Harry Haun's Off-Broadway Column -- Nov. 1997

News   Harry Haun's Off-Broadway Column -- Nov. 1997
 
MILLER TIME: The American Clock, a Depression-vintage drama from Arthur Miller, opened up a season of Miller works both old and new, presented by the Signature Theatre Company in its new space (555 West 42nd). . . . Marcus Lovett, whose nine-performance reign as King David initiated the Disney-restored New Amsterdam, is now serving Queen Amarantha at The WPA. Charles Busch wrote this title role himself for himself and is co-directing it with Carl Andress. The woman who stole his Green Heart Ruth Williamson is on board as well. . . . Orson Bean turned director for The Quick-Change Room, Nagle Jackson's comedy about a Russian theatre troupe coping with post-Perestroika. . . . Set designer Tony Walton, who walked quite well on the Wilde side (The Importance of Being Earnest) when he tried directing last season for the Irish Rep, will give Shaw's Major Barbara a whirl for the company this season. . . . Jessica Hecht left her Broadway spot (The Last Night of Ballyhoo at the Helen Hayes) and recently conquered the critics Off-Broadway (Plunge at Playwrights Horizons). . . . Some songs the late Jonathan (Rent) Larson wrote with lyricist Hal Hackaday finally got an airing when their musical about homeless kids, I Made Me a Promise, surfaced at the McGinn/Cazale Theatre on the Upper West Side. One of its producers was actress Susan Sarandon. . . . Two-time Tony winner Judith Ivey currently resides at the Second Stage Theatre in A Madhouse in Goa, a London hit by Martin (Bent) Sherman getting its U.S. premiere by director Nicholas (Full Gallop) Martin. . . . A flight down from the Second Stage, in the Promenade Theatre, Ted Dykstra and Richard Greenblatt are playing up a storm in their 2 Pianos, 4 Hands.

COX AT BAT (AT LAST): The Vineyard Theatre steps up to the plate this month and swings into a new season with The Batting Cage. The clear-cut hit of 1996's Humana Festival in Louisville, Joan Ackermann's eccentric sister-act antic won warm notices for Veanne Cox's performance and Lisa Peterson's direction. Both will repeat their magic for the play's long-time-in-coming New York bow. . . . A different set of sisters, pondering a solution to their mother's growing senility, was unveiled by playwright Paul Minx in Walking on Water at his usual playing stand, the Pulse Ensemble Theatre on W. 42nd. . . . As soon as director Evan Yionoulis gets Richard Greenberg's Three Days of Rain up and pouring at Manhattan Theatre Club, she will turn her attention to The Maiden's Prayer, Nicky Silver's latest, at the Vineyard. It, too, involves two sisters. . . . Then there's The Betrayal of Nora Blake, which is circling for an opening Off-Broadway with Forbidden Broadway's Gerard Alessandrini in the director's seat. This six-character musical mystery (book and songs by John Meyer) tells of a fashion designer convicted of murder, escaping The Big House by switching clothes with her twin sister.

MILLER TIME: The American Clock, a Depression-vintage drama from Arthur Miller, opened up a season of Miller works both old and new, presented by the Signature Theatre Company in its new space (555 West 42nd). . . . Marcus Lovett, whose nine-performance reign as King David initiated the Disney-restored New Amsterdam, is now serving Queen Amarantha at The WPA. Charles Busch wrote this title role himself for himself and is co-directing it with Carl Andress. The woman who stole his Green Heart Ruth Williamson is on board as well. . . . Orson Bean turned director for The Quick-Change Room, Nagle Jackson's comedy about a Russian theatre troupe coping with post-Perestroika. . . . Set designer Tony Walton, who walked quite well on the Wilde side (The Importance of Being Earnest) when he tried directing last season for the Irish Rep, will give Shaw's Major Barbara a whirl for the company this season. . . . Jessica Hecht left her Broadway spot (The Last Night of Ballyhoo at the Helen Hayes) and recently conquered the critics Off-Broadway (Plunge at Playwrights Horizons). . . . Some songs the late Jonathan (Rent) Larson wrote with lyricist Hal Hackaday finally got an airing when their musical about homeless kids, I Made Me a Promise, surfaced at the McGinn/Cazale Theatre on the Upper West Side. One of its producers was actress Susan Sarandon. . . . Two-time Tony winner Judith Ivey currently resides at the Second Stage Theatre in A Madhouse in Goa, a London hit by Martin (Bent) Sherman getting its U.S. premiere by director Nicholas (Full Gallop) Martin. . . . A flight down from the Second Stage, in the Promenade Theatre, Ted Dykstra and Richard Greenblatt are playing up a storm in their 2 Pianos, 4 Hands.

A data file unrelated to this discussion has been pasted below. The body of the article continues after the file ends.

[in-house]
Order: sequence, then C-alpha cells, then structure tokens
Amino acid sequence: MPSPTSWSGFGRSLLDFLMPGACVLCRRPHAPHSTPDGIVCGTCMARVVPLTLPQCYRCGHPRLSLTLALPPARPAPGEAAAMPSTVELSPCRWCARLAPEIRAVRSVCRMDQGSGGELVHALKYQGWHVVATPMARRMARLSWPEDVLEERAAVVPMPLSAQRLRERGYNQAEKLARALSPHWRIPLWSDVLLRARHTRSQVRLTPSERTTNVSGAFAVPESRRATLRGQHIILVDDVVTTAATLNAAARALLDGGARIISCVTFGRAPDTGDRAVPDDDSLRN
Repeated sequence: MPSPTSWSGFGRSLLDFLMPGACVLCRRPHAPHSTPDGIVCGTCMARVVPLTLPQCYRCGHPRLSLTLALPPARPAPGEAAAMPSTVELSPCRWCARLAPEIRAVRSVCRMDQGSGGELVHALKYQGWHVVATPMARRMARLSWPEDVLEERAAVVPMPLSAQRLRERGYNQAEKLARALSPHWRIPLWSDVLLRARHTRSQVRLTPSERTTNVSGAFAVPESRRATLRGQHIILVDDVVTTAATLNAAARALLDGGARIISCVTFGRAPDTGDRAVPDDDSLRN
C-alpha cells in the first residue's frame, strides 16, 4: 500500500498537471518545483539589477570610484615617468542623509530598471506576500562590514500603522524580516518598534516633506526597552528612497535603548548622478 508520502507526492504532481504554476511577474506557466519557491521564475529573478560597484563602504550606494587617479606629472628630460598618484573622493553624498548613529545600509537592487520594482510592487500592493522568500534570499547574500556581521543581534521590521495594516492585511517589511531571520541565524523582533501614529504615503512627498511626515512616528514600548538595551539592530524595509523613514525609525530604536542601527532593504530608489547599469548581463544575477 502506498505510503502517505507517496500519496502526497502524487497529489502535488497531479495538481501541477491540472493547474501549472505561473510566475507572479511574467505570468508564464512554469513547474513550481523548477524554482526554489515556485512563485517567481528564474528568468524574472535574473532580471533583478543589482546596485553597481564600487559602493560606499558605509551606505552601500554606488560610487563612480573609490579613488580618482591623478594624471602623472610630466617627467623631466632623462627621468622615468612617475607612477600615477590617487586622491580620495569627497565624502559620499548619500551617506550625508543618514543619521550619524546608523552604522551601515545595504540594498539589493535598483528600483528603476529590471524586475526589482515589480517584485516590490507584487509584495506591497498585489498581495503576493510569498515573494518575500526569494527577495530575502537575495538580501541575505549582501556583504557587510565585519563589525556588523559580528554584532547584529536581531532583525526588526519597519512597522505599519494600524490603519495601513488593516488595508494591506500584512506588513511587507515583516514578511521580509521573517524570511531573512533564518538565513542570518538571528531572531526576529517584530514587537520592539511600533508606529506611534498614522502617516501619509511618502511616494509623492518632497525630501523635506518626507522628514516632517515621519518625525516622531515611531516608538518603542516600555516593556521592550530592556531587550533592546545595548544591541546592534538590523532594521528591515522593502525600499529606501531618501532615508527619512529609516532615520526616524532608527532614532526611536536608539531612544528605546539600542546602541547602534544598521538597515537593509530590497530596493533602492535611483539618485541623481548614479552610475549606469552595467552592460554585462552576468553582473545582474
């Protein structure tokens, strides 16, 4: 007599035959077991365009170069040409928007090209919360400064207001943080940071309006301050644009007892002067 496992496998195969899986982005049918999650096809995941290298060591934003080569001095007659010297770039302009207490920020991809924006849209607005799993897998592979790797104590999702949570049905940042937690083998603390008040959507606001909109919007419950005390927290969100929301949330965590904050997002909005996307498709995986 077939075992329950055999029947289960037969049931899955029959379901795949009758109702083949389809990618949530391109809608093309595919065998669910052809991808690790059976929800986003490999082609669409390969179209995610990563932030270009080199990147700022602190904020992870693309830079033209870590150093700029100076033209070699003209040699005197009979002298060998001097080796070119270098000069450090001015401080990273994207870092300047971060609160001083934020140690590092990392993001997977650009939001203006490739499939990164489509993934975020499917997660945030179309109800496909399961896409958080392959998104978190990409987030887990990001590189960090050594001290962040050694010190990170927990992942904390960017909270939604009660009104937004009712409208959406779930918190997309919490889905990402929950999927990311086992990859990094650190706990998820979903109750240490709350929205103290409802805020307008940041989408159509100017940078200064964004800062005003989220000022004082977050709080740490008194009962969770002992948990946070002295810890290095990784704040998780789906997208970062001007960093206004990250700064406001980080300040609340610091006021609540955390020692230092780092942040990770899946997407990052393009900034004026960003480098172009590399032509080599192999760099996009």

COX AT BAT (AT LAST): The Vineyard Theatre steps up to the plate this month and swings into a new season with The Batting Cage. The clear-cut hit of 1996's Humana Festival in Louisville, Joan Ackermann's eccentric sister-act antic won warm notices for Veanne Cox's performance and Lisa Peterson's direction. Both will repeat their magic for the play's long-time-in-coming New York bow. . . . A different set of sisters, pondering a solution to their mother's growing senility, was unveiled by playwright Paul Minx in Walking on Water at his usual playing stand, the Pulse Ensemble Theatre on W. 42nd. . . . As soon as director Evan Yionoulis gets Richard Greenberg's Three Days of Rain up and pouring at Manhattan Theatre Club, she will turn her attention to The Maiden's Prayer, Nicky Silver's latest, at the Vineyard. It, too, involves two sisters. . . . Then there's The Betrayal of Nora Blake, which is circling for an opening Off-Broadway with Forbidden Broadway's Gerard Alessandrini in the director's seat. This six-character musical mystery (book and songs by John Meyer) tells of a fashion designer convicted of murder, escaping The Big House by switching clothes with her twin sister.

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